Spoonin' some slurpy stuff about the world's drippiest drool

Wednesday, January 5, 2011

Corn and Lobster Chowder

Corn and Lobster Chowder

Soup is one of those dishes that can be made quickly in a pinch - store bought broth and precut or frozen vegetables definitely speed up the process. Last night I had the luxury of breaking a soup into its individual parts, and pulling as much flavor as possible out of each of those components. Was the difference noticeable? Who knows. I can tell you the personal satisfaction was significant.

This is a simple recipe. Start with a fat, add onions, add stock and aromatics, add more vegetables, top with lobster. Season to taste. Done.

Or not. Start by thinking about the stock. The recipe calls for chicken broth - but this is corn and lobster soup - no chicken in the name. It makes sense to use chicken broth - it adds some richness without overpowering the other flavors, but its the other flavors that are so important to the soup. So - to increase the corn flavor, I cooked the corn on the cob, cut off the kernals and tossed the cobs in the broth. All of that milky corn sweetness was transferred to the broth.

As for the lobster, I am a chicken. I hate it that I don't have the guts to throw the lobster in the pot myself, and have to ask the fish monger at the store to be my lobster hit man, but there it is. I had two lobsters steamed and brought them home. As delicious as the meat is, the shells and juices are equally valuable. I opend up the lobsters over the broth, draining all the delicious juices into the pot, salvaged the sweet meat and threw the shells in the stock to add as much briny seafood flavor as possible. The chicken broth is now but a memory - adding lovely color and richness, but truly overshadowed by lobster and corn.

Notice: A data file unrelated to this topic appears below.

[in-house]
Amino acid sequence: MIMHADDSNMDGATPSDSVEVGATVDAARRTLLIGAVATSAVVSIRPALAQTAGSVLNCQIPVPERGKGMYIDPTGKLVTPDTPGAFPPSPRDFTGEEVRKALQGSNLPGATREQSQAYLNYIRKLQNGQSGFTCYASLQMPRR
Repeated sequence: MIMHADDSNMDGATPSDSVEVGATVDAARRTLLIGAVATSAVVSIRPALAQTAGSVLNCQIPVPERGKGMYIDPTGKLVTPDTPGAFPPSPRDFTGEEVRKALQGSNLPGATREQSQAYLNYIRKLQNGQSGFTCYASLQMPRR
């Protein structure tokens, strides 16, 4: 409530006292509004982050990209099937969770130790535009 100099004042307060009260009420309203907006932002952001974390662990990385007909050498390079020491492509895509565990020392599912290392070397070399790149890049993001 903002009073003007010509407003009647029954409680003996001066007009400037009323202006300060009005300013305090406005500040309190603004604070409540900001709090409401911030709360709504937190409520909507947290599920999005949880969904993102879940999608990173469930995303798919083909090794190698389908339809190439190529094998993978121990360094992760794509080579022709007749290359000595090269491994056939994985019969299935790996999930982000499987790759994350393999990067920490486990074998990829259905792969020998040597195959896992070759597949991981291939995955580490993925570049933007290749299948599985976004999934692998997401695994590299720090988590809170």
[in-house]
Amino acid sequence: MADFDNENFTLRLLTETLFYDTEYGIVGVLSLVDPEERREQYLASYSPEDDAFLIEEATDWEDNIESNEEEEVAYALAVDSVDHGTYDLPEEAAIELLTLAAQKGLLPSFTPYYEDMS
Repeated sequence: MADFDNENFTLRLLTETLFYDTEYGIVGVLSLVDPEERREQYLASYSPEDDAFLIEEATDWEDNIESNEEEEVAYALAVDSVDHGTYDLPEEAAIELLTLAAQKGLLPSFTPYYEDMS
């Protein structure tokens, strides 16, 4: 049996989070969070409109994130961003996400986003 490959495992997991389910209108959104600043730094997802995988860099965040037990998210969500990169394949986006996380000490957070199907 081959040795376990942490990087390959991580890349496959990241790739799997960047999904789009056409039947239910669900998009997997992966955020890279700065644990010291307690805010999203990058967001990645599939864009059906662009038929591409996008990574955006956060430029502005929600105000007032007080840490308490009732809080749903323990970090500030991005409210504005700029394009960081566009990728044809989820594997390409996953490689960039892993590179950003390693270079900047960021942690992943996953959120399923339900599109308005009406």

And the rest goes back to being simple. The fresher and sweeter the corn, the better. Fresh off the cob can't be beat - every bite ends in sweetness. I used red bell pepper instead of yellow to add a bit of color - since the soup isn't pureed color consistency is not a major issue. I also used very thinly sliced leek instead of scallions - just what was on hand. I didn't add any heat, but next time I think I will throw in a bit of cayenne - if the corn is sweet enough, it really can stand up to it, and the half and half will help with the balance. Too hot and the corn will be lost though, so it will be important to taste as I add. A handful of chopped parsley (added after I pulled the shells and cobs out)added more color, flavors and a bit of thickening to the soup. The flat leaf was the right choice for this soup - curly would have been too peppery.

Finally, season to taste. Possibly the least helphul phrase known to man. I added smoked salt and pepper. Tasted, added a bit more smoked salt, until I was at about two teaspoons. Probably could have added a bit more, but the smokiness was tastable, and I hadn't overtaken the sweetness of the stock, so I quit while I was ahead.

Start to finish, this version took about two hours (and one glass of wine). I would say, with store stock, lobster tales and frozen corn, probably you could cut it to an hour and the results will be fine. As for the satisfaction...